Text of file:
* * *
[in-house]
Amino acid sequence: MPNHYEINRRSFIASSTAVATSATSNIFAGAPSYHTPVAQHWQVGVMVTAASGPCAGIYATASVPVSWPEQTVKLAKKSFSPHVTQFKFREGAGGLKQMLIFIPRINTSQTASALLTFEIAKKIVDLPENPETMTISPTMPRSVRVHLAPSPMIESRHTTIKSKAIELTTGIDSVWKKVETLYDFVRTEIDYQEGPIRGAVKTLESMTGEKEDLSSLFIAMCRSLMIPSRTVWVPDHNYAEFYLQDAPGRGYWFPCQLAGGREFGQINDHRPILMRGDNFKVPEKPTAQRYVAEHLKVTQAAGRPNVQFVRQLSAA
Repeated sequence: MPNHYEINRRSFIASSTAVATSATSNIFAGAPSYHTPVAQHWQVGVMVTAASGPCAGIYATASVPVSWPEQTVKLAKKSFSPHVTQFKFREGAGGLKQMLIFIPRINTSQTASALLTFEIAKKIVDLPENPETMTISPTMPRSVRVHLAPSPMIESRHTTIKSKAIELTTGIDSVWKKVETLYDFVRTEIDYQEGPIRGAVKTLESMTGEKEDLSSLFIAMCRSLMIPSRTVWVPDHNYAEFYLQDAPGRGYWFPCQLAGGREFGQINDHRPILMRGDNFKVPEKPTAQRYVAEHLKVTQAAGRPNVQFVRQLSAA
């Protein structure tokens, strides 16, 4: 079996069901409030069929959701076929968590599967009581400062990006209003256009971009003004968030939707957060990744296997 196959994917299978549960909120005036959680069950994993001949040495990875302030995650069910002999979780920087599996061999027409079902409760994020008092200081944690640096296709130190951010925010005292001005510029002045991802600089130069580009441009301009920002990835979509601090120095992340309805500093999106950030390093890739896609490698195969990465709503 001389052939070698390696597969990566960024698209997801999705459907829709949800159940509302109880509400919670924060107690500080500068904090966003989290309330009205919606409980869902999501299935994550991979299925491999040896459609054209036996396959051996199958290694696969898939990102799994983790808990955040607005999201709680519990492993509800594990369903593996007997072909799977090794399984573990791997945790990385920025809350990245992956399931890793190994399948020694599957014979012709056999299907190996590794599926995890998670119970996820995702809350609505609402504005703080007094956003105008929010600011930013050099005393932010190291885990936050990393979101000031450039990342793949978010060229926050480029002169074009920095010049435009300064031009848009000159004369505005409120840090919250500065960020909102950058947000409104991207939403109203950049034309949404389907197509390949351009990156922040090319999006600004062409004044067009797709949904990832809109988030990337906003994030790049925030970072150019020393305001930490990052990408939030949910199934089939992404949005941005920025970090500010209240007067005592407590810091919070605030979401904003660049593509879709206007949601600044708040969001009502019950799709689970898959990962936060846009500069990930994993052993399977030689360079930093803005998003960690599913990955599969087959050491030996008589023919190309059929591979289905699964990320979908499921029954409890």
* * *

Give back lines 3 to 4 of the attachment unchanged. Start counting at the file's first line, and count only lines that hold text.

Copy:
Repeated sequence: MPNHYEINRRSFIASSTAVATSATSNIFAGAPSYHTPVAQHWQVGVMVTAASGPCAGIYATASVPVSWPEQTVKLAKKSFSPHVTQFKFREGAGGLKQMLIFIPRINTSQTASALLTFEIAKKIVDLPENPETMTISPTMPRSVRVHLAPSPMIESRHTTIKSKAIELTTGIDSVWKKVETLYDFVRTEIDYQEGPIRGAVKTLESMTGEKEDLSSLFIAMCRSLMIPSRTVWVPDHNYAEFYLQDAPGRGYWFPCQLAGGREFGQINDHRPILMRGDNFKVPEKPTAQRYVAEHLKVTQAAGRPNVQFVRQLSAA
């Protein structure tokens, strides 16, 4: 079996069901409030069929959701076929968590599967009581400062990006209003256009971009003004968030939707957060990744296997 196959994917299978549960909120005036959680069950994993001949040495990875302030995650069910002999979780920087599996061999027409079902409760994020008092200081944690640096296709130190951010925010005292001005510029002045991802600089130069580009441009301009920002990835979509601090120095992340309805500093999106950030390093890739896609490698195969990465709503 001389052939070698390696597969990566960024698209997801999705459907829709949800159940509302109880509400919670924060107690500080500068904090966003989290309330009205919606409980869902999501299935994550991979299925491999040896459609054209036996396959051996199958290694696969898939990102799994983790808990955040607005999201709680519990492993509800594990369903593996007997072909799977090794399984573990791997945790990385920025809350990245992956399931890793190994399948020694599957014979012709056999299907190996590794599926995890998670119970996820995702809350609505609402504005703080007094956003105008929010600011930013050099005393932010190291885990936050990393979101000031450039990342793949978010060229926050480029002169074009920095010049435009300064031009848009000159004369505005409120840090919250500065960020909102950058947000409104991207939403109203950049034309949404389907197509390949351009990156922040090319999006600004062409004044067009797709949904990832809109988030990337906003994030790049925030970072150019020393305001930490990052990408939030949910199934089939992404949005941005920025970090500010209240007067005592407590810091919070605030979401904003660049593509879709206007949601600044708040969001009502019950799709689970898959990962936060846009500069990930994993052993399977030689360079930093803005998003960690599913990955599969087959050491030996008589023919190309059929591979289905699964990320979908499921029954409890």